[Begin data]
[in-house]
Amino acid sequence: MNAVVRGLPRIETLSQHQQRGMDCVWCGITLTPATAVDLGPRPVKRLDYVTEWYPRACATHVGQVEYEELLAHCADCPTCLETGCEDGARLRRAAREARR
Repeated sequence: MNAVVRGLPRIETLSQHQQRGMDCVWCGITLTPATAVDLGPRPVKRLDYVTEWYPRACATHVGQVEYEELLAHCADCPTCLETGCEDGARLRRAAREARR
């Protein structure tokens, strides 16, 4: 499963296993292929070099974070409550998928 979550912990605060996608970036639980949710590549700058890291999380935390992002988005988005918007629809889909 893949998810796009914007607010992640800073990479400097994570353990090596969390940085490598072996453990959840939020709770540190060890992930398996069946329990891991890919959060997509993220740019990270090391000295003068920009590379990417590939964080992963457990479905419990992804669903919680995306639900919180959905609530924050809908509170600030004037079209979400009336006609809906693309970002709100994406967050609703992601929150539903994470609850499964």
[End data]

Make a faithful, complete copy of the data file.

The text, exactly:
[in-house]
Amino acid sequence: MNAVVRGLPRIETLSQHQQRGMDCVWCGITLTPATAVDLGPRPVKRLDYVTEWYPRACATHVGQVEYEELLAHCADCPTCLETGCEDGARLRRAAREARR
Repeated sequence: MNAVVRGLPRIETLSQHQQRGMDCVWCGITLTPATAVDLGPRPVKRLDYVTEWYPRACATHVGQVEYEELLAHCADCPTCLETGCEDGARLRRAAREARR
């Protein structure tokens, strides 16, 4: 499963296993292929070099974070409550998928 979550912990605060996608970036639980949710590549700058890291999380935390992002988005988005918007629809889909 893949998810796009914007607010992640800073990479400097994570353990090596969390940085490598072996453990959840939020709770540190060890992930398996069946329990891991890919959060997509993220740019990270090391000295003068920009590379990417590939964080992963457990479905419990992804669903919680995306639900919180959905609530924050809908509170600030004037079209979400009336006609809906693309970002709100994406967050609703992601929150539903994470609850499964």